In this case, the small nodules were cauterized with ABC to eliminate the disseminated lesions to the extent possible. ABC is a noncontact, high-frequency coagulation method. Only a shallow layer of several millimeters in depth is coagulated, which prevents injuries of deeper tissues and provides better healing of the cauterized surface. Despite the cauterization of the lung surface, no air leakage occurred. In our patient, postoperative re-recurrence was found in the most caudal part of the diaphragm or upper part of the mediastinum, where application of ABC was difficult, which suggests a certain effect of ABC. The application of ABC to dissemination of thymoma has been reported (13).

For low-grade tumors for which no other effective treatment available, salvage cytoreductive surgery can be chosen for disease control, even with dissemination. For thymomas, which grows relatively slowly and are familiar to thoracic surgeons, resection of the disseminated nodules may practically be performed when the lesions are localized. A similar concept may be applied to the treatment for other intrathoracic slow-progressive disseminated tumors. Considering our patient’s postoperative course, we judged that surgery would be clinically meaningful; multiple large tumors were removed, and despite the persistent disease, the patient is in good condition to date. However, the efficacy of surgery is difficult to verify, and further accumulation of clinical cases and improvement of the overall understanding of the disease to further treat LG-ESS are essential. As surgical therapy is extremely rarely selected for pleural dissemination of soft tissue sarcoma, its application should be thoroughly discussed in each case in a multidisciplinary conference. Our experience also suggests that rib-cross thoracotomy can be applied to disease conditions similar to our case, in addition to large thoracic tumors. We hope that this brief report and the short video will prompt further discussion on the surgical treatment that includes an unusual type of thoracotomy technique and ABC procedure to achieve grossly complete resection of pleural disseminations of soft tissue malignant tumors.


Acknowledgments

Funding: None.


Footnote

Reporting Checklist: The authors have completed the CARE reporting checklist. Available at http://dx.doi.org/10.21037/asj-21-12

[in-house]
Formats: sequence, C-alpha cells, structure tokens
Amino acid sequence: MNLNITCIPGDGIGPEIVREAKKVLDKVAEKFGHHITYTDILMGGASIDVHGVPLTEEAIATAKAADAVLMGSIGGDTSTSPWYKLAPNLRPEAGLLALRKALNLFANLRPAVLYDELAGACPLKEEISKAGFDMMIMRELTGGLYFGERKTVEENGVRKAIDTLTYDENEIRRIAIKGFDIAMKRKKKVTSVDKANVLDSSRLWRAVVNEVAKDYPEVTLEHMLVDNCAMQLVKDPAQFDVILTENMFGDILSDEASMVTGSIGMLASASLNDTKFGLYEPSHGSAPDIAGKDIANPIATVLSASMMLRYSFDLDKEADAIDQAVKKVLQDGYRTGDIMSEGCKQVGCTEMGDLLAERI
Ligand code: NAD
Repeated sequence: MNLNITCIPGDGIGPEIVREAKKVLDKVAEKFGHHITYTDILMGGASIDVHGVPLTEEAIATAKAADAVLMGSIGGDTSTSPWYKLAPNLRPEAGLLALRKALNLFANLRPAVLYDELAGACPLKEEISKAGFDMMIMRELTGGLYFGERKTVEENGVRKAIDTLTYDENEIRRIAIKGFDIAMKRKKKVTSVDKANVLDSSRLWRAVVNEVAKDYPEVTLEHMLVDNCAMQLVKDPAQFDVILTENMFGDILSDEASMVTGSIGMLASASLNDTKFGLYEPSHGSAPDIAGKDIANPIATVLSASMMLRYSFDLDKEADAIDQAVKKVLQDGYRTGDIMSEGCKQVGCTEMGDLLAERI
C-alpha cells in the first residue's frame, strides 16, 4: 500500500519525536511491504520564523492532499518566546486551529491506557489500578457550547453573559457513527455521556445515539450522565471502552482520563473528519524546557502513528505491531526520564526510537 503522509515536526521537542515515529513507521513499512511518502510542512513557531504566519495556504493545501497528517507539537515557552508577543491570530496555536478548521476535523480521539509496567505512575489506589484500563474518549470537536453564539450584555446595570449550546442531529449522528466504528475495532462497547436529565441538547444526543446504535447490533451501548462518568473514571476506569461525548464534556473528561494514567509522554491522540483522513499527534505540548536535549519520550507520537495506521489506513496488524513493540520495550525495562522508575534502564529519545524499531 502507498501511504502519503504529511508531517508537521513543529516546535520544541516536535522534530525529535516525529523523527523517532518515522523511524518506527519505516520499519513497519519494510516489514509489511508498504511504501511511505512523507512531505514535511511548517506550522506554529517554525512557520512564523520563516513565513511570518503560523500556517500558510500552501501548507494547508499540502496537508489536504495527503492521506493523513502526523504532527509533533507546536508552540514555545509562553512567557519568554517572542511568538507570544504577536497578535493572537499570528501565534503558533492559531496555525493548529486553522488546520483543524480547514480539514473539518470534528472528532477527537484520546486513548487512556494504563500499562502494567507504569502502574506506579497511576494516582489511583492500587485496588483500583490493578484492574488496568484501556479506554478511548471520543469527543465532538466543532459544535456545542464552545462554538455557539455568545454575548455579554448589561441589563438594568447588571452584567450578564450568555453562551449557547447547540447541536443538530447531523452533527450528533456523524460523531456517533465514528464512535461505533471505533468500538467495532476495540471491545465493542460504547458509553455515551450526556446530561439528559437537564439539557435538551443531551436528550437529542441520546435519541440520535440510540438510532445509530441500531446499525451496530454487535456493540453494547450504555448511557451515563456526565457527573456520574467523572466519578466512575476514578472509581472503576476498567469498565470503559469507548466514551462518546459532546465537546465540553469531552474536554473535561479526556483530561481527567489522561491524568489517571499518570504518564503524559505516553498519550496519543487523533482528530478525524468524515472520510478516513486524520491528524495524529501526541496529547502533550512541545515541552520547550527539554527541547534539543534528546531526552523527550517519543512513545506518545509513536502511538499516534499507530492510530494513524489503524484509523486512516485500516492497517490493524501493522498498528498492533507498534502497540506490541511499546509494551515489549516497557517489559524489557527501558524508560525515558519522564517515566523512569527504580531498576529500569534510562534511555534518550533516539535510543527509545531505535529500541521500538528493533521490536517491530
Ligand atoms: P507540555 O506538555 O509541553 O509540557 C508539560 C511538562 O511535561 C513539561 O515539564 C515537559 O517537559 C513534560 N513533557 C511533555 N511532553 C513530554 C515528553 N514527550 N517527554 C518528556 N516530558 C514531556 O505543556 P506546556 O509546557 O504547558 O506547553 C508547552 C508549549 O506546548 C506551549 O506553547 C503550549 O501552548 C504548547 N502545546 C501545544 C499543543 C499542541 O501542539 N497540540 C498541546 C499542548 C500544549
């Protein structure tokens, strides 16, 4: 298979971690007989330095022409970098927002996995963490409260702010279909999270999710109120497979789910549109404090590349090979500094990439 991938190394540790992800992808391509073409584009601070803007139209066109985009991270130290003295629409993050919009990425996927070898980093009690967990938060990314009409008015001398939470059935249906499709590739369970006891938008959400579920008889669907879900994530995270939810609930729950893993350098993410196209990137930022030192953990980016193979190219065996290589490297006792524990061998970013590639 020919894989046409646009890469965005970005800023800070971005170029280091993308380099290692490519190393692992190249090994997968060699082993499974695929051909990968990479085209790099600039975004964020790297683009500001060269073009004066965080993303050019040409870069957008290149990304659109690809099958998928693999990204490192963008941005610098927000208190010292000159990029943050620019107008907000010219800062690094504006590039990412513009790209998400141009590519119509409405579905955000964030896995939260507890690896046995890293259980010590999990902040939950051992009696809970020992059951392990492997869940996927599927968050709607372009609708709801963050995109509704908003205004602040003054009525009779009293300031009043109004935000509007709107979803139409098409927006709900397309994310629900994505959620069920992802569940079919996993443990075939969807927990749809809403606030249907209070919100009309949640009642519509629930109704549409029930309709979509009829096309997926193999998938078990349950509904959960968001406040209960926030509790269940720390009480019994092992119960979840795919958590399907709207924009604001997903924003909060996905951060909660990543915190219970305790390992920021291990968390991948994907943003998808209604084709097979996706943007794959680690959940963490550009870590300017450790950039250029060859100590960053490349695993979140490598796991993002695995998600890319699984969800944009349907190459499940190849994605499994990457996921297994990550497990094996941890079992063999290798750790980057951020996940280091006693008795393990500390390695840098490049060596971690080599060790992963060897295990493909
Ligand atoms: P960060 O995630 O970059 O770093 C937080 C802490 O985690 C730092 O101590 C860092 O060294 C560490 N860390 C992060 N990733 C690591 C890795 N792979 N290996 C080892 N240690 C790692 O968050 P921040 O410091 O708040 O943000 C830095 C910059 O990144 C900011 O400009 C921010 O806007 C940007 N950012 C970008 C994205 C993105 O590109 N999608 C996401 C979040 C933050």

Conflicts of Interest: All authors have completed the ICMJE uniform disclosure form (available at http://dx.doi.org/10.21037/asj-21-12). NS serves as an unpaid editorial board member of AME Surgical Journal from Dec 2020 to Nov 2022. The other authors have no conflict of interest to be declared.

Ethical Statement: The authors are accountable for all aspects of the work in ensuring that questions related to the accuracy or integrity of any part of the work are appropriately investigated and resolved. All procedures performed in studies involving human participants were in accordance with the ethical standards of the institutional and national research committees and with the Helsinki Declaration (as revised in 2013). Written informed consent was obtained from the patient for publication of this manuscript and any accompanying images.

Open Access Statement: This is an Open Access article distributed in accordance with the Creative Commons Attribution-NonCommercial-NoDerivs 4.0 International License (CC BY-NC-ND 4.0), which permits the non-commercial replication and distribution of the article with the strict proviso that no changes or edits are made and the original work is properly cited (including links to both the formal publication through the relevant DOI and the license). See: https://creativecommons.org/licenses/by-nc-nd/4.0/.


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doi: 10.21037/asj-21-12
Cite this article as: Sakakura N, Mori M, Tsukushi S, Nakada T, Takahashi Y, Kuroda H. Salvage cytoreductive surgery for pleural dissemination of low-grade endometrial stromal sarcoma using rib-cross thoracotomy with argon beam coagulation: strategies to achieve a grossly complete resection—a case report. AME Surg J 2021;1:8.